Tamilnadu Samacheer Kalvi 11th Commerce Notes Chapter 18 Business Ethics and Corporate Governance Notes
→ ‘Businesses need to go beyond the interests of their companies to the communities they serve.’ – Ratan Tata, Former Chairman of the Tata group. ,
→ ‘A business that is in the making of only money is a poor kind of business.’ – Henry Ford, Founder of Ford Motor Corporation.
→ Ethics is derived from the Greek word ‘ethos.’which means a person’s fundamental orientation towards life.
→ Business ethics may be defined as a set of moral standards to be followed by owners, managers and business people.
→ All business units have realised that ethics is vitally important for the existence and progress of the business as well as the society.
→ Top management has a very important role to guide the entire organization towards ethical behaviour.
→ Code of ethics documents the generally accepted principles of ethical conduct.
→ ‘The proper governance of companies will become as crucial to the world economy as the proper governing of countries.’ Jeames Wolfenson, President of World Bank, 1999
→ “Corporate governance is about promoting fairness, transparency and accountability.” -World Bank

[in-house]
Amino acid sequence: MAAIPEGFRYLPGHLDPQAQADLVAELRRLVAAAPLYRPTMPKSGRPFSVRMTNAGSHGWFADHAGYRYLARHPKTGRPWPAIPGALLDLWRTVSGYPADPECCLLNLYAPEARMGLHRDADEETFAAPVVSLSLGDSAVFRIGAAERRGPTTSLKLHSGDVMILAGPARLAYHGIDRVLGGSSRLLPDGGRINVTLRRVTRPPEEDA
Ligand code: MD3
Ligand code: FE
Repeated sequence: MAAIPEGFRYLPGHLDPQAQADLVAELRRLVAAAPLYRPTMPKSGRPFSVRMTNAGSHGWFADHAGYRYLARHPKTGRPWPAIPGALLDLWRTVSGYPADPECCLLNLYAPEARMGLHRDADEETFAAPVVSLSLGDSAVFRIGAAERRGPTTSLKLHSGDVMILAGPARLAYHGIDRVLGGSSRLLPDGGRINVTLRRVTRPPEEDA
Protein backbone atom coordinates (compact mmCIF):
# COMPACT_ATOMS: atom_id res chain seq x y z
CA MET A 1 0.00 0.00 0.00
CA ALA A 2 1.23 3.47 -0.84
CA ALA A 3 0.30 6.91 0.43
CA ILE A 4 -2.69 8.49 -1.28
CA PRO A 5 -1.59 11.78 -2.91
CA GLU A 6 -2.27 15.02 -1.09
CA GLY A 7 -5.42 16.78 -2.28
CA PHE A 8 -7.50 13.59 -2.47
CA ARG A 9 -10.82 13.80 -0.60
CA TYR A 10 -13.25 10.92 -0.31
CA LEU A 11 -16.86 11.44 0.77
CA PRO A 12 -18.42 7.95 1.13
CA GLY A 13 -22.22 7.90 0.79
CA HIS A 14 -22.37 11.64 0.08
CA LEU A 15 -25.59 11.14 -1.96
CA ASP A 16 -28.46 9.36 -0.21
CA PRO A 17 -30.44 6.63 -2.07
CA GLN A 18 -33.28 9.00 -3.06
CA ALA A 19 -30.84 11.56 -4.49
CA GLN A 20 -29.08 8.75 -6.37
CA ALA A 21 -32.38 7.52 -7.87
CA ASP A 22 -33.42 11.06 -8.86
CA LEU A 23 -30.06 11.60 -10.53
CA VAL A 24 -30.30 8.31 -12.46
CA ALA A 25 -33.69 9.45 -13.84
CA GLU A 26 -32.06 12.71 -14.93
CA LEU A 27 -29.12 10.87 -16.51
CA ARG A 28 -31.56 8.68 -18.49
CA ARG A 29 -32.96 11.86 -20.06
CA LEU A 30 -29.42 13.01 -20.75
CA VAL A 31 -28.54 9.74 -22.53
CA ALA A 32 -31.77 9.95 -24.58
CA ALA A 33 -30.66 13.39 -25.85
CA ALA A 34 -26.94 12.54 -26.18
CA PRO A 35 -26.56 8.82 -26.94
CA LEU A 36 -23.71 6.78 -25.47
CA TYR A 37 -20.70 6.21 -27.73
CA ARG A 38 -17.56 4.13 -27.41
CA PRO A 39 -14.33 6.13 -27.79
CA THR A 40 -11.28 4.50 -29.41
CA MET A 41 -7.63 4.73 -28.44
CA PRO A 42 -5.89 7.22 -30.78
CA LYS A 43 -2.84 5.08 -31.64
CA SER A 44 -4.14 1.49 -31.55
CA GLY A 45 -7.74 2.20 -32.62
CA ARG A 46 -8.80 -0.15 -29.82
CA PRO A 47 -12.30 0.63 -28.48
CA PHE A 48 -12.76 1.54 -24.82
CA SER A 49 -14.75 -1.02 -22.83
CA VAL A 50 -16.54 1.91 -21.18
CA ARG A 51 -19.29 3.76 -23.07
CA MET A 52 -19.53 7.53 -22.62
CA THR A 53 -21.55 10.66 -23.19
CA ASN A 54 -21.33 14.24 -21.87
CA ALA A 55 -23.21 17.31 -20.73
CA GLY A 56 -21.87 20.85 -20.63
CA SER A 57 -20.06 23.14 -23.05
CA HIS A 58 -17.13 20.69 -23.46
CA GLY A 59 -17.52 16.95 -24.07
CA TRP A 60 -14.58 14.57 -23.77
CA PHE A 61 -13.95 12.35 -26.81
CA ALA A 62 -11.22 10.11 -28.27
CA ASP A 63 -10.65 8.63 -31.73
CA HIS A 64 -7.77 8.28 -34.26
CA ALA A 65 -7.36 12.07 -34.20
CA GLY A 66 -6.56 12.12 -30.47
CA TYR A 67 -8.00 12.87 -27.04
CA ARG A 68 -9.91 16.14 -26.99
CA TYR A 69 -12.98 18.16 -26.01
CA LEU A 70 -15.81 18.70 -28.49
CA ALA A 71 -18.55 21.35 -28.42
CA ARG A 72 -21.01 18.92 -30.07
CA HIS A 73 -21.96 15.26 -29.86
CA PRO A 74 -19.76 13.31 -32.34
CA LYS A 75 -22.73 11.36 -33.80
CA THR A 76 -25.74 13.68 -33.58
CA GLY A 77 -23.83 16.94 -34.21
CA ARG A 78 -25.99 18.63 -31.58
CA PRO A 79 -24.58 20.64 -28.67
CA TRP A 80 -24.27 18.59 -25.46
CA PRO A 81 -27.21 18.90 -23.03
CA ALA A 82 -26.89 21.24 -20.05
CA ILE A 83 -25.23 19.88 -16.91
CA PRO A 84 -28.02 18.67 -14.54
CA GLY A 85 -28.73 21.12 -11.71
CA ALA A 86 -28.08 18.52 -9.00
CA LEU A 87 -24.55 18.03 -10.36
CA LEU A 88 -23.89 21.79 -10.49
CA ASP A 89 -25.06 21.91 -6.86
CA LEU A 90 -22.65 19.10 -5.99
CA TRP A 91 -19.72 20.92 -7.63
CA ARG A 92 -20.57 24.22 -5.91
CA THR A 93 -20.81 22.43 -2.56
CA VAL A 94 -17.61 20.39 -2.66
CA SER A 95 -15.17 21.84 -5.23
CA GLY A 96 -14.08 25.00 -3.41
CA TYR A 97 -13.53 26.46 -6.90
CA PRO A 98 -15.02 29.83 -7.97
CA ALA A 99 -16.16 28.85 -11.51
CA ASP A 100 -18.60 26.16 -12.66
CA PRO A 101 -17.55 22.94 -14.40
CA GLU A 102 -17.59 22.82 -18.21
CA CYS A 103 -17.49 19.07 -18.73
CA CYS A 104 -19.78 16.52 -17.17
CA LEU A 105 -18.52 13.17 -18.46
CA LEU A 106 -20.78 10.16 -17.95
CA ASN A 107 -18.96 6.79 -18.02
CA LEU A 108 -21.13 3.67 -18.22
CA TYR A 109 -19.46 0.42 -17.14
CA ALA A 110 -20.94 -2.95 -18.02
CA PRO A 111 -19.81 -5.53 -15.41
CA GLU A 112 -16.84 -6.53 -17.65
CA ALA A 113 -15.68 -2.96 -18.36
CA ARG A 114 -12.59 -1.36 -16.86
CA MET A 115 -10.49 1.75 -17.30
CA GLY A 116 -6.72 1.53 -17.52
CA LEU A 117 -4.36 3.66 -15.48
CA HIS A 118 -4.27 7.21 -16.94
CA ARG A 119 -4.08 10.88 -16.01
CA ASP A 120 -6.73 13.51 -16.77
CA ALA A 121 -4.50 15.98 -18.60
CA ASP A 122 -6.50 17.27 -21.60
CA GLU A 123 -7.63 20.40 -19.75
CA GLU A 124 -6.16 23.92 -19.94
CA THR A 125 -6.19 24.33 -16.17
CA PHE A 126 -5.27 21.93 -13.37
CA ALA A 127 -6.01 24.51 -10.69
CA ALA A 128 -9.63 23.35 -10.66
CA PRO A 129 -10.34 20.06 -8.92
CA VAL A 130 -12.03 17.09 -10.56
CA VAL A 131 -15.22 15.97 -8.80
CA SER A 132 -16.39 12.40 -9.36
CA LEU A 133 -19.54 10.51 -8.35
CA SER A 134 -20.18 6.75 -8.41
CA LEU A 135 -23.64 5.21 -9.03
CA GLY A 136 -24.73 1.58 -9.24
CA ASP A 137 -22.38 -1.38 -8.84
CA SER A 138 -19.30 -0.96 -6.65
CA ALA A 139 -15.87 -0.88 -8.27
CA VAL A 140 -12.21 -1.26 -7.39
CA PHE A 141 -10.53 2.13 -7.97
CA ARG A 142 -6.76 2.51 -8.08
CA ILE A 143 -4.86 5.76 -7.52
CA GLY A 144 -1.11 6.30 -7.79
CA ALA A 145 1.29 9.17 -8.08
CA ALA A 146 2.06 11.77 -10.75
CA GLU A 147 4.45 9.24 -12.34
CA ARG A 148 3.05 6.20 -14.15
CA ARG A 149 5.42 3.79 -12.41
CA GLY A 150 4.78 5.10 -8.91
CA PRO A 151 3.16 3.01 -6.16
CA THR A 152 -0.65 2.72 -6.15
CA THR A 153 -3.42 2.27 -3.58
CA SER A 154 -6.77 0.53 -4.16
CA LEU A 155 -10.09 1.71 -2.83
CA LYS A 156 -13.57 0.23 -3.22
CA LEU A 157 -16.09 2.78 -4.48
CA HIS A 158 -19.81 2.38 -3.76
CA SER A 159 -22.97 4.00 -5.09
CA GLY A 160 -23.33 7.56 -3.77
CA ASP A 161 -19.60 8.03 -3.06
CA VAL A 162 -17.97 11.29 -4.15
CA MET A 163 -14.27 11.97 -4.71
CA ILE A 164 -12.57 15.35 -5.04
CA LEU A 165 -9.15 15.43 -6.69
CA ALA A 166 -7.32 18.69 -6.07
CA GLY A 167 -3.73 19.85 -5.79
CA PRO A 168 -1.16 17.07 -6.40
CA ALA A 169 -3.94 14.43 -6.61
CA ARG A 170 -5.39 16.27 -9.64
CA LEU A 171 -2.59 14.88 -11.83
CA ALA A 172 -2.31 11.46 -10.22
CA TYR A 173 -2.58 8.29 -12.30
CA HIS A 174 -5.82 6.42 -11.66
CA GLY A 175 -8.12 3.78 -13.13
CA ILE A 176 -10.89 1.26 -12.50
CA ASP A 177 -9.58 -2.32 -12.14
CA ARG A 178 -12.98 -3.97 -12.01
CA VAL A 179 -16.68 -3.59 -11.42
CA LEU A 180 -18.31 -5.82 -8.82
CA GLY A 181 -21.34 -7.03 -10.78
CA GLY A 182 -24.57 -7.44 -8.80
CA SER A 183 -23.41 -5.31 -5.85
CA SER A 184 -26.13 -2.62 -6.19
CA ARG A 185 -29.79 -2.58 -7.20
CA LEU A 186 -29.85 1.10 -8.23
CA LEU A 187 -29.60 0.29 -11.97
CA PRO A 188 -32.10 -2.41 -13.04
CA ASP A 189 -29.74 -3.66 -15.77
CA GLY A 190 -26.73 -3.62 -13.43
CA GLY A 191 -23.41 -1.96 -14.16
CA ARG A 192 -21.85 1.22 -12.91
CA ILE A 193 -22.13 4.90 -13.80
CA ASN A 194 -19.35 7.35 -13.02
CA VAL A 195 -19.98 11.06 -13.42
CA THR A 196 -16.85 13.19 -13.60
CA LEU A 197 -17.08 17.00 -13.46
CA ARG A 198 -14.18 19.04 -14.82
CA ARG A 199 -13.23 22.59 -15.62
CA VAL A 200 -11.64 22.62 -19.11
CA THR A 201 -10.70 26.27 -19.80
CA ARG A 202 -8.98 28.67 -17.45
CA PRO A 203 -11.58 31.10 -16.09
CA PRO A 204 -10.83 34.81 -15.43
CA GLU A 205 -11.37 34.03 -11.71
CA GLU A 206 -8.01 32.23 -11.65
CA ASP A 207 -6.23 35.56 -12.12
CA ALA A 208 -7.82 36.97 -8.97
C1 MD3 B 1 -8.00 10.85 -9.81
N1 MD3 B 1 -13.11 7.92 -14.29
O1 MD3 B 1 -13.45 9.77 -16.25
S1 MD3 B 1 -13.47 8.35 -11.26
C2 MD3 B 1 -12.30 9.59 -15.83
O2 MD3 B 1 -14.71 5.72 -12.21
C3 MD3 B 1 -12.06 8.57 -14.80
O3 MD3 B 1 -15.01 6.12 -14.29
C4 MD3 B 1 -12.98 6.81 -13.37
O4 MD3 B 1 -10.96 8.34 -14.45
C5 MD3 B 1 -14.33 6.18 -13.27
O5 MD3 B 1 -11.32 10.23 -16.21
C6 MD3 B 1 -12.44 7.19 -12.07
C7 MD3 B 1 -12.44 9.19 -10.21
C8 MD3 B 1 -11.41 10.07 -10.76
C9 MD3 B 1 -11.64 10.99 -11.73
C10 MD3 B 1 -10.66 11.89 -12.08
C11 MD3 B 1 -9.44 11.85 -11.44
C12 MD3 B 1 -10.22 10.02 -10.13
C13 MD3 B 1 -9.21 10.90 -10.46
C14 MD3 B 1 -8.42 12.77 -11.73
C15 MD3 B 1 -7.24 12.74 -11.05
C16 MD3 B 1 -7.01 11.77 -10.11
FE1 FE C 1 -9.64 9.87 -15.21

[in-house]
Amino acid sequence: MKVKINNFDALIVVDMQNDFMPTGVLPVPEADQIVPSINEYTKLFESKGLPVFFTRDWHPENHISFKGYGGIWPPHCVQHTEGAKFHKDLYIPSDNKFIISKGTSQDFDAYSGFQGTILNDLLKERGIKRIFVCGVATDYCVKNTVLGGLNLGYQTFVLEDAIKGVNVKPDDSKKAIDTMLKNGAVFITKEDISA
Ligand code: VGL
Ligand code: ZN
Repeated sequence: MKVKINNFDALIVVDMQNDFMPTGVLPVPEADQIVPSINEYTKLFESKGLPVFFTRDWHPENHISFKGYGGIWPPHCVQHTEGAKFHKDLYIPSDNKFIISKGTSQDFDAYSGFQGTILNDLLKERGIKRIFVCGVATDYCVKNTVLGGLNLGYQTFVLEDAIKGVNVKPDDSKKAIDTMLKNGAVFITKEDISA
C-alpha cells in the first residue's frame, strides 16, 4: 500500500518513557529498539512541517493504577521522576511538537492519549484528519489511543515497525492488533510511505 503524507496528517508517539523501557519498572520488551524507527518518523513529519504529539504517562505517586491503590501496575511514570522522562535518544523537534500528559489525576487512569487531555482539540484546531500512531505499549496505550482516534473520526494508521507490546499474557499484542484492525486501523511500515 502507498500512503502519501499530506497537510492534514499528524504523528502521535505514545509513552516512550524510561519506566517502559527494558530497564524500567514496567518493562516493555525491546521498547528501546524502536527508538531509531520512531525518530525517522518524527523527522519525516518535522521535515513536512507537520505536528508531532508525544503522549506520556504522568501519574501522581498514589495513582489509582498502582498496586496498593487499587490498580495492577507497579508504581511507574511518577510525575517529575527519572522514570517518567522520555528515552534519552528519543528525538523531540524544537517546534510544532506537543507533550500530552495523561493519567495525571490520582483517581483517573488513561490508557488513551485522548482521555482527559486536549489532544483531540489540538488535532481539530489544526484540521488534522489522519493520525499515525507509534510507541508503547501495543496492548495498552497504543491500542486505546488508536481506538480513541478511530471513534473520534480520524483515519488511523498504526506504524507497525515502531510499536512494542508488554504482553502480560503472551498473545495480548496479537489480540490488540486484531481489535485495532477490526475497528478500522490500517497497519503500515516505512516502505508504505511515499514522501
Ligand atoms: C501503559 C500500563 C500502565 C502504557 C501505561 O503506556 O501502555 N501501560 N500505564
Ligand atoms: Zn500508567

→ “Corporate governance is defined as the system by which companies are directed and controlled.” – Cadbury committee
→ MNC is defined to be an enterprise operating in several countries but managed from one country.
→ India ranks 10th in the world in factory output.
→ India has become big employment generator especially amongst young graduates.
→ The 2012 Singapore corporate governance code recommends a majority of Independent Directors when the chairman of me Board is not independent.
→ The Council of Institutional Investors (CI1), Corporate Governance Policies state that at least 2/3rd of the directors should be independent.
→ European commission urges member states to have sufficient number of independent non-executive or supervisory directors on Board.
→ The European Commission has proposed legislation that would require non-executive directors to be 40% women by 2020, up from 16.6% in 2013.
→ UK businesses had voluntary targets first set in 2011 i.e. to have 25% women on FTSE100 (The Financial Times Stock Exchange) Boards by 2015.
→ A bill pending in the Brazilian Senate would impose a 40% female quota on the Boards of state owned enterprises by 2022.
→ In the global and highly interconnected world of business and finance where money and corporate operations constantly cross borders, creating trust is something that we need to do together.